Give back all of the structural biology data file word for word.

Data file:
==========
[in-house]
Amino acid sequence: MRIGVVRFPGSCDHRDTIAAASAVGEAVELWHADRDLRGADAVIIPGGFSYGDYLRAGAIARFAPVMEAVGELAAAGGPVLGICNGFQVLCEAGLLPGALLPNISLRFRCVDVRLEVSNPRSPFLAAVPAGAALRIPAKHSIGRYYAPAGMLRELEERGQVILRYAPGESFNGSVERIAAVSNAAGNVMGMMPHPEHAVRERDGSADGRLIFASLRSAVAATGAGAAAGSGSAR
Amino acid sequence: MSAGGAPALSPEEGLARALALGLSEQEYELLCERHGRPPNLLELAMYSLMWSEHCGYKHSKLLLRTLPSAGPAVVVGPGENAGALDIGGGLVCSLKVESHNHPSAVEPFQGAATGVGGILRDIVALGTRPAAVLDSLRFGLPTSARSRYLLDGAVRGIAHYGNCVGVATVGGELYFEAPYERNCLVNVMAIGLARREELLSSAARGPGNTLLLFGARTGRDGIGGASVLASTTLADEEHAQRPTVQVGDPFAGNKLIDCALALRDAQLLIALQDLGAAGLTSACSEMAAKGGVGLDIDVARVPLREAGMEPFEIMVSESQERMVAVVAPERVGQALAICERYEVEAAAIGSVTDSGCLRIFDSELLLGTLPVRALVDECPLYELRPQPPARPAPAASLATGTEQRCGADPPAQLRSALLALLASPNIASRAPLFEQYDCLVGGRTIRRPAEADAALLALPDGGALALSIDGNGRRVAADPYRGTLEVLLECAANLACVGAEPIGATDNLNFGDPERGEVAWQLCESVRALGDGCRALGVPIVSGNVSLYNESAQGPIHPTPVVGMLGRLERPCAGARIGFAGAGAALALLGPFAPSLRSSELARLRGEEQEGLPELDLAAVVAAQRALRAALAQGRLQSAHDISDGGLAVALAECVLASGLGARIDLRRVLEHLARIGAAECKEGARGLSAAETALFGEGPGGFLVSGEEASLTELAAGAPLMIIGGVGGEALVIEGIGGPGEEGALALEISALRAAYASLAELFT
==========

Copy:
[in-house]
Amino acid sequence: MRIGVVRFPGSCDHRDTIAAASAVGEAVELWHADRDLRGADAVIIPGGFSYGDYLRAGAIARFAPVMEAVGELAAAGGPVLGICNGFQVLCEAGLLPGALLPNISLRFRCVDVRLEVSNPRSPFLAAVPAGAALRIPAKHSIGRYYAPAGMLRELEERGQVILRYAPGESFNGSVERIAAVSNAAGNVMGMMPHPEHAVRERDGSADGRLIFASLRSAVAATGAGAAAGSGSAR
Amino acid sequence: MSAGGAPALSPEEGLARALALGLSEQEYELLCERHGRPPNLLELAMYSLMWSEHCGYKHSKLLLRTLPSAGPAVVVGPGENAGALDIGGGLVCSLKVESHNHPSAVEPFQGAATGVGGILRDIVALGTRPAAVLDSLRFGLPTSARSRYLLDGAVRGIAHYGNCVGVATVGGELYFEAPYERNCLVNVMAIGLARREELLSSAARGPGNTLLLFGARTGRDGIGGASVLASTTLADEEHAQRPTVQVGDPFAGNKLIDCALALRDAQLLIALQDLGAAGLTSACSEMAAKGGVGLDIDVARVPLREAGMEPFEIMVSESQERMVAVVAPERVGQALAICERYEVEAAAIGSVTDSGCLRIFDSELLLGTLPVRALVDECPLYELRPQPPARPAPAASLATGTEQRCGADPPAQLRSALLALLASPNIASRAPLFEQYDCLVGGRTIRRPAEADAALLALPDGGALALSIDGNGRRVAADPYRGTLEVLLECAANLACVGAEPIGATDNLNFGDPERGEVAWQLCESVRALGDGCRALGVPIVSGNVSLYNESAQGPIHPTPVVGMLGRLERPCAGARIGFAGAGAALALLGPFAPSLRSSELARLRGEEQEGLPELDLAAVVAAQRALRAALAQGRLQSAHDISDGGLAVALAECVLASGLGARIDLRRVLEHLARIGAAECKEGARGLSAAETALFGEGPGGFLVSGEEASLTELAAGAPLMIIGGVGGEALVIEGIGGPGEEGALALEISALRAAYASLAELFT